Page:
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Augmentation II

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For dental rehabilitation using endosseous implants, augmentation of the hard tissue is often necessary to restore the aesthetics and function of the masticatory apparatus over the long term. The donor region is determined according to the resorption levels; vascularized grafts are indicated for extensive defects. Skeletal anomalies also require orthognathic surgery.


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8A.1 Augmentation of the maxillary posterior region by sinus floor elevation

Augmentation of the floor of the maxillary sinus by sinus floor elevation enables the prerequisites for inserting implants of sufficient length into the maxillary posterior region to be fulfilled. After exact prosthetic planning, these can be positioned in the center of the masticatory force. With precise planning, sinus floor elevation is a safe and reliable method for implant insertion in the posterior maxilla, which can be performed under local anesthesia. Potential complications can be easily managed. More than 90% of inserted implants are reliably and permanently osseointegrated.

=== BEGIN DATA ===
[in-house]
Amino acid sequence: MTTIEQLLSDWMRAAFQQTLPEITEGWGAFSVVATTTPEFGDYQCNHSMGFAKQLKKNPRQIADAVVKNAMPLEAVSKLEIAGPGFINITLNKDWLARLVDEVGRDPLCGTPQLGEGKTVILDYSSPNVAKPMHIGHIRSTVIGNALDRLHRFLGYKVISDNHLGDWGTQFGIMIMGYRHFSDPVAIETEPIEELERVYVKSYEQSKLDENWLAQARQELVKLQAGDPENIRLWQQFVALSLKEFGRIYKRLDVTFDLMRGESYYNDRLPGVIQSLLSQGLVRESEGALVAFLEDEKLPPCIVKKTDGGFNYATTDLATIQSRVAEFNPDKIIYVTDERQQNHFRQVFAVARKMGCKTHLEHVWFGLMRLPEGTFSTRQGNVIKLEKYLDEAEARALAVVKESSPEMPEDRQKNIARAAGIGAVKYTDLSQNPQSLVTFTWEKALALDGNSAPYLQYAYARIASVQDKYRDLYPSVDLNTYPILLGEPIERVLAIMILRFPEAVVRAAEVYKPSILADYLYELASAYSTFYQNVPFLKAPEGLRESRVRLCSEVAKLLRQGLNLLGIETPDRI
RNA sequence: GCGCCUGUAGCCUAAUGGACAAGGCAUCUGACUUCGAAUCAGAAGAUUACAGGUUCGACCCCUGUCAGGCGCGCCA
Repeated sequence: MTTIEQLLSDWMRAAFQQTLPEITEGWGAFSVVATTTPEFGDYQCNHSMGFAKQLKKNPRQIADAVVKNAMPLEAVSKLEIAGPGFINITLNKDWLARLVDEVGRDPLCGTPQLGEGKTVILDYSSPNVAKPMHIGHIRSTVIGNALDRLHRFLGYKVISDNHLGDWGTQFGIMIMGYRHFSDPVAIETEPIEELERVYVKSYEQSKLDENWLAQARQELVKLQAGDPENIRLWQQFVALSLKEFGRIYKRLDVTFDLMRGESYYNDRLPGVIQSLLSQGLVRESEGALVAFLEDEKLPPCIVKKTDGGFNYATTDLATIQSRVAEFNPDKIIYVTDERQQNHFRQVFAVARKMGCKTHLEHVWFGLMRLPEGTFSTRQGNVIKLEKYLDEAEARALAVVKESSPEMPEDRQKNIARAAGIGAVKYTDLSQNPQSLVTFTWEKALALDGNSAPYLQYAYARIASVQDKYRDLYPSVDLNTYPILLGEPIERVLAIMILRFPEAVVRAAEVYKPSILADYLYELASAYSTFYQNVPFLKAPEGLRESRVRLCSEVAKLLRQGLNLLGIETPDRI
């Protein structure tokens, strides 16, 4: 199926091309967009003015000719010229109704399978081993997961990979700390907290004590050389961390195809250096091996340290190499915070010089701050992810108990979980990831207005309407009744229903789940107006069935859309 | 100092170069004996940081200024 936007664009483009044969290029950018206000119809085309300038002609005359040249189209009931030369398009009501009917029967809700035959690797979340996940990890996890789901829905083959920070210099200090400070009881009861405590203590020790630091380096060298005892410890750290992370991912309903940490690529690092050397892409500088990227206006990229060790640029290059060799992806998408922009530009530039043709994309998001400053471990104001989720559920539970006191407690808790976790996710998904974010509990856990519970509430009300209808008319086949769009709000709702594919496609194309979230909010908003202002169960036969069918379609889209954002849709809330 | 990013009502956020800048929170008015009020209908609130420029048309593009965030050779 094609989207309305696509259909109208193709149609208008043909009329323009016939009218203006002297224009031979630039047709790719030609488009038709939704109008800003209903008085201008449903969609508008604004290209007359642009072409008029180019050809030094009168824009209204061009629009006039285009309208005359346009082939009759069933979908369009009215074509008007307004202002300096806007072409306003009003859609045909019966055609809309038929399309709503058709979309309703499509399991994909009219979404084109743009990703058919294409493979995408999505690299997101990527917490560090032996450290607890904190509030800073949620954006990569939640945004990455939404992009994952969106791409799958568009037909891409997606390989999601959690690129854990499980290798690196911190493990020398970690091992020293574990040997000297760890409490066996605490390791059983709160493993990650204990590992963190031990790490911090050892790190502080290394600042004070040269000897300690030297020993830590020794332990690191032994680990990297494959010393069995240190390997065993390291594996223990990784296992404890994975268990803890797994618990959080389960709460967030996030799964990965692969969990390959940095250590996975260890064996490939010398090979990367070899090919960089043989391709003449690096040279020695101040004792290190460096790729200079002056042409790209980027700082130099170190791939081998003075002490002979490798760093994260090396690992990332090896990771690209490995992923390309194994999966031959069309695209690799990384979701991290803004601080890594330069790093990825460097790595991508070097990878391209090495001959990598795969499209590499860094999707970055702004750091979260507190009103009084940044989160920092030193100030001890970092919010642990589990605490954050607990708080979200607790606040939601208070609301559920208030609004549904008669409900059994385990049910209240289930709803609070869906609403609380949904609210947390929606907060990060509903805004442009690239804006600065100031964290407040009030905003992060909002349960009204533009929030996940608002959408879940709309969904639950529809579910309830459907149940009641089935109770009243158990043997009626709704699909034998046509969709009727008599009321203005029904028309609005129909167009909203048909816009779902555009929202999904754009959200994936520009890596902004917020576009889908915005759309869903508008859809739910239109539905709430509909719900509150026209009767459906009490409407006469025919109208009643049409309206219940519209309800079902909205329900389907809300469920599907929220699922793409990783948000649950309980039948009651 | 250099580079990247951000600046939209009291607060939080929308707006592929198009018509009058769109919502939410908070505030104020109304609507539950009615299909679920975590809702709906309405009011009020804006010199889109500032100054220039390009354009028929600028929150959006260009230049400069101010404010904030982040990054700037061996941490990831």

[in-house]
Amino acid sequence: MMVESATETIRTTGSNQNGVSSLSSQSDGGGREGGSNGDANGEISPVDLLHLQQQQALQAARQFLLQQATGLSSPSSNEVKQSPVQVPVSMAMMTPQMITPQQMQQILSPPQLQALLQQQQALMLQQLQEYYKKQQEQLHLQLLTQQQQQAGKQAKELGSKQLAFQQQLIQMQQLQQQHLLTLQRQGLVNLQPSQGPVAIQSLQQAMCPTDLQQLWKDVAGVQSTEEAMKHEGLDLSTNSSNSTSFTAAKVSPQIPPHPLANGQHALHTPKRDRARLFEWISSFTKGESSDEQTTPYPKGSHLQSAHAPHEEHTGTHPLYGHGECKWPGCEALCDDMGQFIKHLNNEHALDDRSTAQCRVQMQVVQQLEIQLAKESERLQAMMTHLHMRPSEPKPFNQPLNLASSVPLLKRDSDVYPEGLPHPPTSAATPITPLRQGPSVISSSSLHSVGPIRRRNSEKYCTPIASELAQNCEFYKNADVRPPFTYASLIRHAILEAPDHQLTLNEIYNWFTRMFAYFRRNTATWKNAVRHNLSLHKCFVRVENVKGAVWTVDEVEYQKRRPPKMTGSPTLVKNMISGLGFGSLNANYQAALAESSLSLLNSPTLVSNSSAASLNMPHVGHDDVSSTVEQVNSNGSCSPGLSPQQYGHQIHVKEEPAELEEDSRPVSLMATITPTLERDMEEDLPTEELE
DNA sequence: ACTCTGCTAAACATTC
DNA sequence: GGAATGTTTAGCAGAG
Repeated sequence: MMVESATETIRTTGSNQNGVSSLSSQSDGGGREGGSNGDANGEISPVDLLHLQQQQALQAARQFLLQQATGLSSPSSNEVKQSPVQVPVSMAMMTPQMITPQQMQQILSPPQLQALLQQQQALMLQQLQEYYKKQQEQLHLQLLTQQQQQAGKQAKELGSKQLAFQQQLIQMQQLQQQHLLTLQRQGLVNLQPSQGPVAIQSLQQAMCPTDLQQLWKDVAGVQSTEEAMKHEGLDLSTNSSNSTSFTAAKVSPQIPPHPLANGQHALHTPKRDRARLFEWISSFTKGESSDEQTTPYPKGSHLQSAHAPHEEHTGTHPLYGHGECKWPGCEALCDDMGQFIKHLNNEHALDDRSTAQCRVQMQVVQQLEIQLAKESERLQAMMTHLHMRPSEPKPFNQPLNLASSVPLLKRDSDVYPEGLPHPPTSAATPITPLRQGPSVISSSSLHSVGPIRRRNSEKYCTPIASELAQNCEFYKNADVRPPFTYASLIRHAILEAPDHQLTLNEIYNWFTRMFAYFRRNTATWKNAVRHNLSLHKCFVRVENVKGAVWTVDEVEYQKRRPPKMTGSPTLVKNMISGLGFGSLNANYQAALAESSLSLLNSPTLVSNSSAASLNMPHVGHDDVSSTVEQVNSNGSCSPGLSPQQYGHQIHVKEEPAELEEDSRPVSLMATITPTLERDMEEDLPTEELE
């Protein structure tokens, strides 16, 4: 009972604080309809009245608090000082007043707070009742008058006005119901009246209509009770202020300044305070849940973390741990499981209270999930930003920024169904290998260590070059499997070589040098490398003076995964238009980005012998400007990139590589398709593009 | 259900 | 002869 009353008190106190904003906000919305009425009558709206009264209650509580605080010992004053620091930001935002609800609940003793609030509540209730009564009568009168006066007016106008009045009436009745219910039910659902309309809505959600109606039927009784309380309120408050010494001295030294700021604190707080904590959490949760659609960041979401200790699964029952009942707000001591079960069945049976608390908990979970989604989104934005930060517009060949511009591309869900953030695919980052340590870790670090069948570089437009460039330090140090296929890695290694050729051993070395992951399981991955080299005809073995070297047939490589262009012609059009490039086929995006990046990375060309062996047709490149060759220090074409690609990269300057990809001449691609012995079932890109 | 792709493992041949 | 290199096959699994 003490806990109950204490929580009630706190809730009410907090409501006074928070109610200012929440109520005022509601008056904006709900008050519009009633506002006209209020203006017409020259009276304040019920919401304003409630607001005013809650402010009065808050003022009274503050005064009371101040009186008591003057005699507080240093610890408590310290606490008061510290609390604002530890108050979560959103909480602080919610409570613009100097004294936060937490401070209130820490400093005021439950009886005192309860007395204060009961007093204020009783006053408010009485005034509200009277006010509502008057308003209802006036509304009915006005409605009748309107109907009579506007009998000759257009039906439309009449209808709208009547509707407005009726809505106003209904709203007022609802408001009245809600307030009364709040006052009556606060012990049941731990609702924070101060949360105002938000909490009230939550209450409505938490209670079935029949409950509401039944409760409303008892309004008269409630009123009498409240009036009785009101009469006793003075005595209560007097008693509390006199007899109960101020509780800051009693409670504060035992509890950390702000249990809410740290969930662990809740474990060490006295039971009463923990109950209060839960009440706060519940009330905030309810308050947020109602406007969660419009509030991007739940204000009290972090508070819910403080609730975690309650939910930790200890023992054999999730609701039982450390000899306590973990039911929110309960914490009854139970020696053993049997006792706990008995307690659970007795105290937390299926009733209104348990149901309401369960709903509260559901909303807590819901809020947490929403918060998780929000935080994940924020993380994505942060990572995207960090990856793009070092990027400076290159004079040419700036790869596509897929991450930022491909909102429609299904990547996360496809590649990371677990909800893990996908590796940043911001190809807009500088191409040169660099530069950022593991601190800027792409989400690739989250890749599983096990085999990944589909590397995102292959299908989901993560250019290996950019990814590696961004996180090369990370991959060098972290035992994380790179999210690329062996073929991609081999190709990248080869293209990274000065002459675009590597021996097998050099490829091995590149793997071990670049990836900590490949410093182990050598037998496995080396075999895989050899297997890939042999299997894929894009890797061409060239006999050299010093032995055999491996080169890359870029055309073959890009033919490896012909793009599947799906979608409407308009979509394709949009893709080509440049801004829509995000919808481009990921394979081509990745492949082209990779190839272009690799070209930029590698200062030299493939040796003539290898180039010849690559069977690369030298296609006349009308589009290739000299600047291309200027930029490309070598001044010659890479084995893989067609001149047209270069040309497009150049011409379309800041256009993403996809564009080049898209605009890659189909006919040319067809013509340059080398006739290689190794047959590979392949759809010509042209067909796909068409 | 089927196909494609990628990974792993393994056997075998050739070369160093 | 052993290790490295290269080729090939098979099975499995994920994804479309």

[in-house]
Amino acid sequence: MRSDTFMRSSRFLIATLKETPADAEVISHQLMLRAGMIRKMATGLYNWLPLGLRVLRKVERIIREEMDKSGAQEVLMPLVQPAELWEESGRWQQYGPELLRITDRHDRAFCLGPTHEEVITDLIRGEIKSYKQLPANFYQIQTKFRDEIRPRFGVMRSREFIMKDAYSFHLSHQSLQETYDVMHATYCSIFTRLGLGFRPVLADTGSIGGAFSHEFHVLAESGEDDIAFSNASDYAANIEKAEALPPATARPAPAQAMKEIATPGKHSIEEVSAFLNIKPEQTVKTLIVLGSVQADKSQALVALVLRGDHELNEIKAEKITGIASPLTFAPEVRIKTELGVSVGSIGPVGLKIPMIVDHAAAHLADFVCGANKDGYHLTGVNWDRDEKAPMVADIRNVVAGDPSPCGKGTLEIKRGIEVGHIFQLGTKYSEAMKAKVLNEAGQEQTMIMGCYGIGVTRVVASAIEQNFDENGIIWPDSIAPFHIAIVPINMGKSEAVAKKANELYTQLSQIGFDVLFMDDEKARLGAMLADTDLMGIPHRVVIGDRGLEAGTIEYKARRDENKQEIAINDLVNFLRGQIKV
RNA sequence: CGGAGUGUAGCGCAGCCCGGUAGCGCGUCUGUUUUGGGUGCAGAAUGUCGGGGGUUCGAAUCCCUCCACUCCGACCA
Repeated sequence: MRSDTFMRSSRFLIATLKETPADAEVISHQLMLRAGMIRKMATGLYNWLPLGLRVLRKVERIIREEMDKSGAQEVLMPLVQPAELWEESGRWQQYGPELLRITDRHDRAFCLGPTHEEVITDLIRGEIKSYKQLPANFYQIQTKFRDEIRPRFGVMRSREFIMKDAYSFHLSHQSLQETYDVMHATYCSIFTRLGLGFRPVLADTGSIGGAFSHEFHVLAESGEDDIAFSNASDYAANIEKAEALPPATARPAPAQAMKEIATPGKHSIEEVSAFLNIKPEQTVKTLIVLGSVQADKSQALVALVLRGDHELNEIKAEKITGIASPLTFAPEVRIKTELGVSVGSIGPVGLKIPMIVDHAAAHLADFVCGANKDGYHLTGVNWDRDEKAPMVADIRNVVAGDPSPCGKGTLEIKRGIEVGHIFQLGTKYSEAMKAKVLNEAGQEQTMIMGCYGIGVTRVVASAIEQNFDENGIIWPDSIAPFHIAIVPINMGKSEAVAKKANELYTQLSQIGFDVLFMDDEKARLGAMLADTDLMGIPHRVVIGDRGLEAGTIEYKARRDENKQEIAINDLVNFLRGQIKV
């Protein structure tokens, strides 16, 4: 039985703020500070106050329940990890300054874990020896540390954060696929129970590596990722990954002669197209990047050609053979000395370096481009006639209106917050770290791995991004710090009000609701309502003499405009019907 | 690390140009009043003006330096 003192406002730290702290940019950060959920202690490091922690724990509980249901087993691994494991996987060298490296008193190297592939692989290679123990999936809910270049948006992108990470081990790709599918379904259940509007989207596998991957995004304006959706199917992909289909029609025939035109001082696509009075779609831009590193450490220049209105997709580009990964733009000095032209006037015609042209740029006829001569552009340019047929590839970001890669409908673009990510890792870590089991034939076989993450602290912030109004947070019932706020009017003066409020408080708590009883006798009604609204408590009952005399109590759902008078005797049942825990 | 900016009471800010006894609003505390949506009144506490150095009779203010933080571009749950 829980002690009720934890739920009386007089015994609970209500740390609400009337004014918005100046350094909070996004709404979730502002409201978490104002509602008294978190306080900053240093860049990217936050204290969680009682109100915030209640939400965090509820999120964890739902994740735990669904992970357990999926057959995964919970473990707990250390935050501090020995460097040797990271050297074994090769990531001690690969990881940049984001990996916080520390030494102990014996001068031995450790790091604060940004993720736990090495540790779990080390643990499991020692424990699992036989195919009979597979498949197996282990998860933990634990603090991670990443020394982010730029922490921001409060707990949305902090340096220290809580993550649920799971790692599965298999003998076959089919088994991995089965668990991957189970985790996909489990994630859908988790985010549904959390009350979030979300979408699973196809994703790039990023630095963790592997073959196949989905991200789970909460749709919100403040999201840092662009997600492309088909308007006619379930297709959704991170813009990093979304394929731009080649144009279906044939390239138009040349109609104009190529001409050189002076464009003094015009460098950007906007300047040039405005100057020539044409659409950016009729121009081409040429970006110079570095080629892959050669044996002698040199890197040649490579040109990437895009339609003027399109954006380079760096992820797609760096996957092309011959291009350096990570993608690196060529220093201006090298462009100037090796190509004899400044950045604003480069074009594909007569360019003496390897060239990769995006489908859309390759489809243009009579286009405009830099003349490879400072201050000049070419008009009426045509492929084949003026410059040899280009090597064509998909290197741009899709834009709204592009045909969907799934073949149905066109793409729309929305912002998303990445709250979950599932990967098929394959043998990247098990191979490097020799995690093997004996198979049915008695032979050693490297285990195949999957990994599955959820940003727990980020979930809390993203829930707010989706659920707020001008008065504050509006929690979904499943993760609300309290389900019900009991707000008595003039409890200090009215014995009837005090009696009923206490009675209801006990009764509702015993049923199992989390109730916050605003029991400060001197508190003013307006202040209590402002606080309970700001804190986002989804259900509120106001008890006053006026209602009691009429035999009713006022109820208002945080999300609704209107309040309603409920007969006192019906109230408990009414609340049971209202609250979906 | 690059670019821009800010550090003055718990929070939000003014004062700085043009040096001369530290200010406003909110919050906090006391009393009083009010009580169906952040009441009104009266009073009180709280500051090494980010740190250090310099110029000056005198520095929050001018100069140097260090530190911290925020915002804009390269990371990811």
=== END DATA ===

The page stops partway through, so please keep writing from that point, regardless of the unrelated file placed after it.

8A.2 Extensive augmentation with iliac crest grafts

For dental rehabilitation with endosteal implants, bone augmentation is often necessary to ensure long-term restoration of aesthetics and masticatory function. The donor region is determined based on the degree of bone atrophy; for extensive defects, vascularized pedicle grafts are indicated. In patients with skeletal anomalies, orthognathic surgical measures are additionally required. If no other treatment option (e.g., short implants, zygomatic implants, or a fixed bridge on four angulated implants) is possible, iliac crest grafts represent a viable alternative.

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